It’s been ten years since the first known drone strike in Pakistan. It wasn’t certain the campaign would reach that milestone earlier this year; there hadn’t been a strike reported for almost six months. But the US once again fired up its fleet of armed UAVs following an attack by Tehrik-i-Taliban Pakistan (TTP) and the Islamic Movement of Uzbekistan (IMU) on the Karachi airport in early June. There’s since been a succession of strikes in North Waziristan targeting TTP and foreign fighters. The resumption of strikes and the ten-year milestone provide an opportune moment to take stock and reflect on the outcomes of this long-running campaign.
According to the Obama administration, drone strikes have made a successful contribution to US counterterrorism strategy. In an effort to drum up support for the drone campaign during the run-up to the 2012 elections, Obama repeatedly underscored the ‘precision’ of armed UAVs in unusually candid public remarks. When the President announced that the core al-Qaeda leadership had been ‘decimated’ in the Federally Administered Tribal Areas (FATA), it was made clear the campaign had played a substantial part; around 34 influential al-Qaeda leaders and facilitators have been killed in Pakistan by drone strikes since 2005.
Still, we can’t conclude that drones have had the kind of ‘decimating’ impact the Obama administration has claimed. They’ve managed to suppress al-Qaeda in the region but have failed to dismantle the organisation or significantly degrade its capacity to inspire jihadist ideology. The campaign in Pakistan has shown that drone strikes are only a limited response to militant jihadist groups. Yet they’ve become the central tool in US offensive operations against terrorist groups. A decade later, al-Qaeda and its affiliates persist as a serious threat to the region—as demonstrated by the Karachi airport attack.
During his time as Secretary of Defense, Robert Gates described a ‘syndicate’ of terrorist groups in South Asia, including al-Qaeda, along with the TTP, IMU and a host of others. According to Gates, ‘a success for one is a success for all’. That’s an apt description of the situation in Pakistan’s border areas. The support and shelter jihadist groups continue to offer one another has seriously complicated efforts to disrupt specific organisations through targeted strikes. An absence of boots on the ground, along with the rocky and unreliable relationship with the Pakistani military and intelligence service, has exacerbated that problem for the US. As Gregory D Johnsen stated, ‘what appears to be true thousands of feet up in the air often looks different on the ground’. This complex and often shifting syndicate model has contributed to the remarkable resilience of the groups operating in the region.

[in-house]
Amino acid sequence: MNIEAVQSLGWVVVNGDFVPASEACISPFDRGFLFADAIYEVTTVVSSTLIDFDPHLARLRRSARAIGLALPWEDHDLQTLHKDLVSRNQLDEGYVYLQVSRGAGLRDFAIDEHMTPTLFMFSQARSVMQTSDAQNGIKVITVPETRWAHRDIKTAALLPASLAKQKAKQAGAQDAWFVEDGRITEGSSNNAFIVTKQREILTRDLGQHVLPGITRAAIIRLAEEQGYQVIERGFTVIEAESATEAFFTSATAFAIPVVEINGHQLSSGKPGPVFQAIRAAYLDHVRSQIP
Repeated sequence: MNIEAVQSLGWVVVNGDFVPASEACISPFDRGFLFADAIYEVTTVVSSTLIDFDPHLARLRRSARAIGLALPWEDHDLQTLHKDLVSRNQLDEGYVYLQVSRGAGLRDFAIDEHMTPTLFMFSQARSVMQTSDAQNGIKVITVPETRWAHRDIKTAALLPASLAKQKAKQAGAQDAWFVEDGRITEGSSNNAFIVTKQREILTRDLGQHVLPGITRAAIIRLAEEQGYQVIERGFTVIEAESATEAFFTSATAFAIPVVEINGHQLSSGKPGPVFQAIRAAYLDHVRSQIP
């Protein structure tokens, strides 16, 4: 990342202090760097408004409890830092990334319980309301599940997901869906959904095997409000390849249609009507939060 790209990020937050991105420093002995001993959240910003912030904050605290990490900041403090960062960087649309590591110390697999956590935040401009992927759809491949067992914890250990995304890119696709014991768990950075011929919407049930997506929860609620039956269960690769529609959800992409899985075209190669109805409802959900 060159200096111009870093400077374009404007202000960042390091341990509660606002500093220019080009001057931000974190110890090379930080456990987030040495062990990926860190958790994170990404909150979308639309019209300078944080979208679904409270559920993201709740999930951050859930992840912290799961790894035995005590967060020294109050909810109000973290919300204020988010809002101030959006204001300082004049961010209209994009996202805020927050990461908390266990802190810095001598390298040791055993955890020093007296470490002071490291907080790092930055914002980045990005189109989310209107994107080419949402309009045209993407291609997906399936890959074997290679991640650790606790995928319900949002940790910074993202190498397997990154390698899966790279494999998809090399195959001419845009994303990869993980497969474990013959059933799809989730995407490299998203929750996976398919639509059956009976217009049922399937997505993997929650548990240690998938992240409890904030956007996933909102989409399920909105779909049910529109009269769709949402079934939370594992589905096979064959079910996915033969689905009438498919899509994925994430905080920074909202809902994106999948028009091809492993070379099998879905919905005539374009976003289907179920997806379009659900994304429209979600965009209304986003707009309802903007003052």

An intricate network also exists within groups, which further complicates the use of drone strikes. Audrey Kurth Cronin, a reputable scholar on how terrorist groups end, reasoned that leadership decapitation through targeted killing simply won’t work on an established organisation like al-Qaeda which lacks traditional hierarchical structures. That has been demonstrated by the resilience of jihadist movements in the FATA despite continuing high-profile deaths within senior ranks. In fact, those deaths can act as a motivating factor; the Karachi airport attack was spurred by the killing of TTP leader Hakimullah Mehsud in a drone strike in November 2013. Terrorism expert Thomas Joscelyn has emphasised the ‘deep bench of talent’ from which al-Qaeda can draw, and the same is true of several other jihadist groups in South Asia.
The resilience of groups in the FATA to the effects of drone strikes casts a dark shadow over the border. But as the Coalition prepares to withdraw from Afghanistan, it appears likely that drones will continue to feature in the skies above eastern Afghanistan and the FATA. In June the Stimson Center Task Force on Drone Policy released a report (PDF) that questioned whether a serious cost-benefit strategic analysis on the use of drone strikes had been undertaken by the US, and warned against the ‘heavy reliance on targeted killings as a pillar of US counterterrorism strategy’. Those comments raise questions as to whether the United States and its partners need to find new methods for dismantling terrorist networks in the region.
The host of countries scrambling to acquire armed drones should consider the lessons of the past decade before moving forward. The limited effects of drone strikes evident in Pakistan speak to the broader constraints of long-running targeted killing campaigns as a counterterrorism and counterinsurgency measure. While al-Qaeda has been suppressed in South Asia, drone strikes have been unable to dismantle or destroy the groups operating in the FATA. Drones are tactically precise, but of limited use against a messy strategic problem.